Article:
The Irish Republic

From Wikipedia, the free encyclopedia
  (Redirected from The Irish Republic (book))
Jump to: navigation, search

The Irish Republic is a history book written by Dorothy Macardle, first published in 1937, which covers the formation and existence of the Irish Republic, the Irish War of Independence, the Anglo-Irish Treaty and the Irish Civil War, a period which covered from 1919–1923.

The book, which was first published in 1937, usefully analyses the period from an Irish republican, pro-Éamon de Valera perspective. Though sometimes disputing aspects of its analysis, the book, along with Frank Pakenham's Peace by Ordeal, is regarded within universities as elementary reading for students studying the period and features on most course reading lists.[citation needed]

Among the reasons are:[citation needed]

  • The author personally knew, and was friendly with, many of the people she was writing about; among those who she thanked in the acknowledgements were Seán T. O'Kelly, Oscar Traynor, Thomas Derrig, Seán MacBride, and the widows of Austin Stack and Robert Erskine Childers. As a result, she knew from personal experience their private views and opinions, not just those expressed publicly.
  • She had been an activist with the republican movement during the period, serving in Cumann na mBan, being held in Mountjoy and Kilmainham Gaols during the Civil War. Thus she had an insider's perspective on the movement.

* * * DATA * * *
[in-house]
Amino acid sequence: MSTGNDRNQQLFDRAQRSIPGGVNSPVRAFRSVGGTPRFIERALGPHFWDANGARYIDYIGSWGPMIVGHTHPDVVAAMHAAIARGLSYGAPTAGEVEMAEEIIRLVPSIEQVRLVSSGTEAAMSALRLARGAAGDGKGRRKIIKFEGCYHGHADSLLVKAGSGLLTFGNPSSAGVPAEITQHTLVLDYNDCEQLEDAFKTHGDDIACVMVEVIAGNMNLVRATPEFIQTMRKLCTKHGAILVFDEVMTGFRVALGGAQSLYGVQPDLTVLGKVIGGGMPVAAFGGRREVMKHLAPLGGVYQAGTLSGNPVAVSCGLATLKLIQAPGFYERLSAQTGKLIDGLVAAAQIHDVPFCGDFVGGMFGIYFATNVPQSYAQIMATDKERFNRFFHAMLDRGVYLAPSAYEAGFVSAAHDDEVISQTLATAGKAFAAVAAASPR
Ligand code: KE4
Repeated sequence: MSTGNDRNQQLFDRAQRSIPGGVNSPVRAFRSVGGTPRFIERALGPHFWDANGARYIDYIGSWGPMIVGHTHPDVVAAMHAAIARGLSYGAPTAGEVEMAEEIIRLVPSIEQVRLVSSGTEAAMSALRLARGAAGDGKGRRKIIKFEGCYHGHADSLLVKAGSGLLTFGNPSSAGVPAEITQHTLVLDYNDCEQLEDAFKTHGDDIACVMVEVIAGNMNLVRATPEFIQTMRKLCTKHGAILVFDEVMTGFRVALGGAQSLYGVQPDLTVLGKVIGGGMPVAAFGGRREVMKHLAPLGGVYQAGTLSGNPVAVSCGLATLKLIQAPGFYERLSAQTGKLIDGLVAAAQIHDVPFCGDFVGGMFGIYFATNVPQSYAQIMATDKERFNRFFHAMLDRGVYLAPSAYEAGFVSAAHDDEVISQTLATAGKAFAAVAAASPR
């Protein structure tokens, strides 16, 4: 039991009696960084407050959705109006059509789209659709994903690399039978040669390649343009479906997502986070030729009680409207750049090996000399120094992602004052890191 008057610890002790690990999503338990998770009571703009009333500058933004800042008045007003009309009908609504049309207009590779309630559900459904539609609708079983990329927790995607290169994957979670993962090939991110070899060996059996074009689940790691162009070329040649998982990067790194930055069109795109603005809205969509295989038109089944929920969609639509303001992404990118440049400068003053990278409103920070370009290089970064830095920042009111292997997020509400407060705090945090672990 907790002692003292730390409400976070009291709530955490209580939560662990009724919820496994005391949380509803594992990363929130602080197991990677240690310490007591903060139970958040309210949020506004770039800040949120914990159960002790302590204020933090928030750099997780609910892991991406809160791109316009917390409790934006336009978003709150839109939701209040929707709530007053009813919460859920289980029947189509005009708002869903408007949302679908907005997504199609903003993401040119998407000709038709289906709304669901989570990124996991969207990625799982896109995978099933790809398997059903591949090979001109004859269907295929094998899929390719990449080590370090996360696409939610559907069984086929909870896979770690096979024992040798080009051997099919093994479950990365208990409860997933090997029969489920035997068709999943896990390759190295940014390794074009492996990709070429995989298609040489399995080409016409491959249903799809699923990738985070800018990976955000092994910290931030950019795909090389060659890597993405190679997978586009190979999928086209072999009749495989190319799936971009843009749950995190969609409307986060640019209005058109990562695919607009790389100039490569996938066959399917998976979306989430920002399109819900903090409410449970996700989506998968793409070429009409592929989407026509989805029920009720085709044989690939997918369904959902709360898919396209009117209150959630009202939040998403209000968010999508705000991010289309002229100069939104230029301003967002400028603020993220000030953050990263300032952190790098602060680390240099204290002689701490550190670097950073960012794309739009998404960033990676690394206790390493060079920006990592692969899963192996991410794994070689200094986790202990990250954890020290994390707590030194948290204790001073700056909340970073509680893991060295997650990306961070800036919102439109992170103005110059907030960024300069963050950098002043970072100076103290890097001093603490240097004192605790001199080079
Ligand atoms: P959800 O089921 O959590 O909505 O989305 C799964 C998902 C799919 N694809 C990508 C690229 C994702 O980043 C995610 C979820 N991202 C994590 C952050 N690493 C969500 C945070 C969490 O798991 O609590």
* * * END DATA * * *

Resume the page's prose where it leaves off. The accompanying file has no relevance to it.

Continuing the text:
• It reflects the perspective of Anti-Treaty republicans. Later books were less sympathetic to the Anti-Treaty side, given the widespread belief, even expressed by de Valera at the end of his life, that opposition to the Treaty was in retrospect a mistake.

Macardle willed the royalties from the book, which has regularly been reprinted, to her close friend Éamon de Valera, who wrote the book's foreword. The book's political allegiances were demonstrated unmistakably when a studio portrait of de Valera featured on the front page of some editions.

Other historians such as Patrick Murray have found that the book's outline was substantially laid down by de Valera to create a continuous justification of his political views from 1916 to 1936, that was then fleshed out by Macardle.[1]


Additional reading[edit]

  • Dorothy Macardle, The Irish Republic (Corgi edition, 1968)
  • Tim Pat Coogan, Éamon de Valera